Contents: Environmental setting, Christopher Caseldine; traditional building materials and their influence on vernacular styles, Veronica Chesher. The deep past - before the Norman Conquest: palaeolithic - the earliest human occupation, Allan Straw; late Upper Palaeolithic and Mesolithic hunting-gathering communities, Alison Roberts; Neolithic settlement, land use and resources, Frances Griffith and Henrietta Quinnell; barrow and ceremonial sites in the Neolithic and earlier Bronze Age, Frances Griffith and Henrietta Quinnell; settlement c.2500 BC to c.AD 600, Frances Griffith and Henrietta Quinnell; the Bronze Age metalwork of Devon and Cornwall, Susan M. Pearce; Iron Age to Roman buildings, structures, and coin and other findspots, Frances Griffith and Henrietta Quinnell; the Roman Army in the South West, Valerie Maxfield; classical sources for the ancient South West, Malcolm Todd; early Christian Dumnonia, A.C. Thomas; place names in Devon and Cornwall, O.J. Padel; Saxon conquest and settlement Della Hooke. Themes in the history of post-medieval South-West England - population: population distribution from the Domesday Book of 1806 William Ravenhill; population distribution and growth in early modern England Jonathan Barry population change in south-west England, 1811-1911, Andrew Alexander and Gareth Shaw; population changes in the 20th century, Andrew Gilg. Themes in the history of post-medieval South-West England - political and military history: castles, fortified houses and fortified towns, 1300-1500, Robert Higham; representation and rebellion in the later middle ages, Nicholas Orme; civil wars of the 17th century, Peter Gaunt; coastal defences and garrisons, 1480-1914, Michael Duffy; defence and disruption - World Wars I and II, Mark Blacksell; antecedents of the modern administrative map - local areas and local authorities, 1801-1998, Jeffrey Stanyer; Parliamentary boundaries and political affiliations, 1918-1997, Michael Rush. Themes in the history of post-medieval South-West England - religion and religious institutions: ecclesiastical institutions in 1086 and monastic houses c.1300, Christopher Holdsworth; the Church in Devon and Cornwall from c.1300 to the Reformation, Nicholas Orme; religion and the spread of nonconformity before 1800, Jonathan Barry; religious worship in 1851, Bruce Coleman; religion and ecclesiastical practices in the 20th century, Grace Davie and Derek Hearl. Themes in the history of post-medieval South-West England - education/dissemination of knowledge/language: printing, the book trade, and newspapers, c.1500-1860, Ian Maxted; education in Cornwall in the 19th and 20th centuries, L. Burge and F.L. Harris; education in Devon in the 19th and 20th centuries, Roger Sellman; the retreat of the Cornish language, Philip Payton. (Part contents)
“Not to be missed by historians, geographers, and archaeologists who might wish to acquire an almost perfect example of the genre . . . Text, maps, and illustrations are at once authoritative, clear and unambiguous . . . A key text for future studies of the south-west.” (Journal of Historical Geography 27, 2001) “Where this atlas wins hands down over its rivals is its massive inclusiveness and the depths of the articles that accompany the maps. Coverage runs from the geology of the South West and its palaeolithic settlement patterns right up to the contemporary hot potato of second home ownership. The general editor, Roger Kain, points out that ‘Each author was given the opportunity to frame his or her own contribution within broad parameters set by the editors.’ This lightness of touch has worked in that it is quite possible to sit down and view the atlas as a ‘good read’ in its own right . . . The 65 chapters cover everything a local historian or geographer could reasonably want to know and many are a masterpiece of compression and data presentation.” (The Local Historian, November 2000) “. . . massively comprehensive and detailed, with a proliferation of excellent colour and black and white reproductions, diagrams and photographs, as well as some 400 specially drawn maps . . . Its worth as a work of reference for the specialist can be judged by, for example, the linguistic scientist being able to turn to a chapter, complete with relevant map, on the retreat of the Cornish language, or the social historian to a remarkably well illustrated chapter on printing, the book trade and newspapers. This is not to say that it is of lesser interest to more generalist readers, such as map collectors or, indeed, anyone with more than a passing interest in the peninsula.” (Journal of the International Map Collectors Society, Autumn 2000) “A very fine production . . . provides good value on the historical and geographical background to that fascinating south-western peninsula of England.” (The Geographical Journal March 2001, Vol. 167) “This marvellous book.” (Mapline, Vol. 91 2000) “The enduring hold of local history on the imagination is also manifest in Roger Kain and William Ravenhill’s sumptuous Historical Atlas of South-West England, the product of twelve years’ work and one of the most substantial collaborative cartographic ventures undertaken in the United Kingdom.” (Journal of Historical Geography) “Thanks to generous contributions from the University of Exeter Development Fund and a series of charitable organisations, this Atlas sells for £55, which is extraordinarily cheap at the price and not to be missed by historians, geographers, and archaeologists who might wish to acquire an almost perfect example of the genre.” (Journal of Historical Geography) “… the contributors to the Historical Atlas of South-West England have given us a volume which is as beautiful as it is scholarly; a handsome work to be enjoyed by student and ‘general’ reader alike.” (Journal of Historical Geography)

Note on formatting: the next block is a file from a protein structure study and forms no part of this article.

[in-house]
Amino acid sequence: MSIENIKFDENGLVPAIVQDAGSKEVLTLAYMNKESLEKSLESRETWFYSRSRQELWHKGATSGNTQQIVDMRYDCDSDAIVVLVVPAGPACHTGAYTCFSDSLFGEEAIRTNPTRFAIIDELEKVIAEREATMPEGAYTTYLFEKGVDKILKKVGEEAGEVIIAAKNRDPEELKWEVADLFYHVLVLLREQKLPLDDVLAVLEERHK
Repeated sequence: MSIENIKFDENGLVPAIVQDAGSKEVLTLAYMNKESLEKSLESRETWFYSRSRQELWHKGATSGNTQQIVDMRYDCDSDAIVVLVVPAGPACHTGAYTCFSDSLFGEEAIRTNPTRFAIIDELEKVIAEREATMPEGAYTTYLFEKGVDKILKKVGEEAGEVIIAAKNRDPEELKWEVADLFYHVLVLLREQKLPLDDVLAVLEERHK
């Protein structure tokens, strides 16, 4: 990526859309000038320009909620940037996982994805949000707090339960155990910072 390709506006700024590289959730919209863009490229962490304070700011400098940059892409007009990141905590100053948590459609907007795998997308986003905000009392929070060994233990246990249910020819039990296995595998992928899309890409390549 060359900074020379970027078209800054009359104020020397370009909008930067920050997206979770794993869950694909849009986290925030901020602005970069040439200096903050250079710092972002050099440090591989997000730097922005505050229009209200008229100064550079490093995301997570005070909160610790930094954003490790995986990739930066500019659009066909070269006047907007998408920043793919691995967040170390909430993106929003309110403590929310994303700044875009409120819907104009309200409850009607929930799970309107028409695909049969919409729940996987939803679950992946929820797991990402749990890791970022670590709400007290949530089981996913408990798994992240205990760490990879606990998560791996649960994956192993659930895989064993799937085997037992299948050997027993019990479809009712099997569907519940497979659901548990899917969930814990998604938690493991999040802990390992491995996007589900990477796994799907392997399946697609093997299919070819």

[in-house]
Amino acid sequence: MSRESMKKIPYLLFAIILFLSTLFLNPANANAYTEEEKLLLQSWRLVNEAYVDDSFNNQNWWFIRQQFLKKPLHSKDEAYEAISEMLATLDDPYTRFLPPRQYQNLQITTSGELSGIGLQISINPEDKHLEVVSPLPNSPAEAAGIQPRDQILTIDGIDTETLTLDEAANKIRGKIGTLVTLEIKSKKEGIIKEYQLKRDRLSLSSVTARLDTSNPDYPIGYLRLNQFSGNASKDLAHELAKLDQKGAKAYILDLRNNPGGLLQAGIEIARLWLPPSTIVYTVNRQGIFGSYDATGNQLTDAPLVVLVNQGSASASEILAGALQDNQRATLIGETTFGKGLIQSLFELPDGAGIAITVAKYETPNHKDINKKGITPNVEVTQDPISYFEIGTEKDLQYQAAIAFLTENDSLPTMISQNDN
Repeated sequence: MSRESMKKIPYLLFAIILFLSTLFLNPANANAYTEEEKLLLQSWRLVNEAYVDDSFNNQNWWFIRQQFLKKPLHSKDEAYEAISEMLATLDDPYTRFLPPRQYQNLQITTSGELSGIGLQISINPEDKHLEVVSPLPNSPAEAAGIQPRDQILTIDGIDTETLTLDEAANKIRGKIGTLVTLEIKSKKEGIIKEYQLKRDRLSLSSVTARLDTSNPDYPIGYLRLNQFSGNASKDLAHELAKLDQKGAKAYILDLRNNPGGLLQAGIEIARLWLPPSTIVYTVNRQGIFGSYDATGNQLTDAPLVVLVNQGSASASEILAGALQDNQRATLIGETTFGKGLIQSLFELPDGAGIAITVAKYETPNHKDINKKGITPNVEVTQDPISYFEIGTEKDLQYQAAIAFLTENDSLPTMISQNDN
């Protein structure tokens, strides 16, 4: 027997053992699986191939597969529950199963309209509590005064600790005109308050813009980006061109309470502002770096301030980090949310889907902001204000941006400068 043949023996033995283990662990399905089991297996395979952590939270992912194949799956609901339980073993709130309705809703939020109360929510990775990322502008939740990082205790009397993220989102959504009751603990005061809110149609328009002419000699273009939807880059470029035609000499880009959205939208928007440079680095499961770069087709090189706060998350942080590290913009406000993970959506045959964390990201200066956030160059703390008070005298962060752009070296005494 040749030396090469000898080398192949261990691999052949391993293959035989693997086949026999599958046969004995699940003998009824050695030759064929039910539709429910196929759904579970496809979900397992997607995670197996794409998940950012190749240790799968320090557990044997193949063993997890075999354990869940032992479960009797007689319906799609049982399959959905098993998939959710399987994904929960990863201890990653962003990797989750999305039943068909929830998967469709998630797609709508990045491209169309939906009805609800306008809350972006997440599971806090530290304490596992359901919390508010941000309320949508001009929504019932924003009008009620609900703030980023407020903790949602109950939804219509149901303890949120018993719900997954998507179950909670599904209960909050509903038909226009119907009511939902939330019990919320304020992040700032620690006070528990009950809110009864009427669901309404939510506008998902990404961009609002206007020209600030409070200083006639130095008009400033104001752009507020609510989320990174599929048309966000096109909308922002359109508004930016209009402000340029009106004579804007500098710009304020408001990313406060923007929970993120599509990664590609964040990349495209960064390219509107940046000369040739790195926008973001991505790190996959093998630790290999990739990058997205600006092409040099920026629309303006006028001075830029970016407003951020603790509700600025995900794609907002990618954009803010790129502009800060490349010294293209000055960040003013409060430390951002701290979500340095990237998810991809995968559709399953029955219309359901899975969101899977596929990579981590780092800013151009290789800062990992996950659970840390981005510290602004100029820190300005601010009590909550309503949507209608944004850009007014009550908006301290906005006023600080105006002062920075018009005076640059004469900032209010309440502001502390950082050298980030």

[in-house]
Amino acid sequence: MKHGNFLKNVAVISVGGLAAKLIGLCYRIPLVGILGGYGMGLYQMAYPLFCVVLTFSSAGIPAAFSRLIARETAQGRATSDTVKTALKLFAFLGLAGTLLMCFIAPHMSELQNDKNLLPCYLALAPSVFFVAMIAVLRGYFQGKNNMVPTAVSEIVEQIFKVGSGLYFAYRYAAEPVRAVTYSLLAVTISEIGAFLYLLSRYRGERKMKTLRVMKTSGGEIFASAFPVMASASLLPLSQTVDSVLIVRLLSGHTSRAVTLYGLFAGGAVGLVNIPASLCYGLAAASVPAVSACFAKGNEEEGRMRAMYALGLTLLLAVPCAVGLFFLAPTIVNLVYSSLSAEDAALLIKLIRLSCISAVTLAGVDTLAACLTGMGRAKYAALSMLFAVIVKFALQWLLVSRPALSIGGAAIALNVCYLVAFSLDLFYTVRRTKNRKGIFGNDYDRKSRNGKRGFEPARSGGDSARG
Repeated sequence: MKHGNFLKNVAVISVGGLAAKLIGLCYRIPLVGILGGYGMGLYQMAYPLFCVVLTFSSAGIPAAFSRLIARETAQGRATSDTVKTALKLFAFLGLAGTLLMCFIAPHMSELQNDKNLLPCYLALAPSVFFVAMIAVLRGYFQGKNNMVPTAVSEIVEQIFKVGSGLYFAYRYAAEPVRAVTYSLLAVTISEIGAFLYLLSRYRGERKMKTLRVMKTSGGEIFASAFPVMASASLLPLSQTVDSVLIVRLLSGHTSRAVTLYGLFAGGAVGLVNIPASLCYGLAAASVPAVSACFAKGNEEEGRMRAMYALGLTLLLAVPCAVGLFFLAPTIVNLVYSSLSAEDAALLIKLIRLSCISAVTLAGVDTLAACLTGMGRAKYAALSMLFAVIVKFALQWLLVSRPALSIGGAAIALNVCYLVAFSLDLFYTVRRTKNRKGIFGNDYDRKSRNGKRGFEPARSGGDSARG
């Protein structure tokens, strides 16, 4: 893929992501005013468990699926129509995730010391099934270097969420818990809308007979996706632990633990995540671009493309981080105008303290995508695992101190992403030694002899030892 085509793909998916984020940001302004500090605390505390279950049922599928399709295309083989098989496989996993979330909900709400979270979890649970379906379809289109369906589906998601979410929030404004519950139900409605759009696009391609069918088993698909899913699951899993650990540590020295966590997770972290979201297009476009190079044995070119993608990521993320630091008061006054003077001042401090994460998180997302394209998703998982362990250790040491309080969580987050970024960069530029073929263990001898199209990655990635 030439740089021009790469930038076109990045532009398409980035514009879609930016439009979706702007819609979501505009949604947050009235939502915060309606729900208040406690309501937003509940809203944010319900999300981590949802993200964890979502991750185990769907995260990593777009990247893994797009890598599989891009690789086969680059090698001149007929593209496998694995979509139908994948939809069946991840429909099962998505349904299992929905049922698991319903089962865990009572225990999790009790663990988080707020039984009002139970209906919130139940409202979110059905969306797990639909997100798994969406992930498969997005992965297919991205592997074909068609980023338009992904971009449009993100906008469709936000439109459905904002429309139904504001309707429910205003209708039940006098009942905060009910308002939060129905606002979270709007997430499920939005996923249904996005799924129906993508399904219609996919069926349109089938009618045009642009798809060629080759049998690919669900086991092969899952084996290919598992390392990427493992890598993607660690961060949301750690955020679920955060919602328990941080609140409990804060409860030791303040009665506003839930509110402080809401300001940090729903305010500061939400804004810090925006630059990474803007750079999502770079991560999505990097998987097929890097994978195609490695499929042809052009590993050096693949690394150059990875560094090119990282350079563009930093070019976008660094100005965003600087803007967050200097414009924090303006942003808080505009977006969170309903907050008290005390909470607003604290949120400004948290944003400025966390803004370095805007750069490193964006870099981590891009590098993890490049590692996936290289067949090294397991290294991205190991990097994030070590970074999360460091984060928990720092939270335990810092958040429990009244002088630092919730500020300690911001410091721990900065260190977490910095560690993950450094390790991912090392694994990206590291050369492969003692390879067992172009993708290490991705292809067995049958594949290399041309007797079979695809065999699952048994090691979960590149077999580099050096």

Roger Kain is Montefiore Professor of Geography in the University of Exeter, a Fellow of the British Academy and one of its Vice-Presidents. He has been honoured with medals and prizes from The Royal Geographical Society, The Newberry Library Chicago, the Library Association. The late William Ravenhill [1919-1945] was Reardon Smith Professor of Geography in the University of Exeter.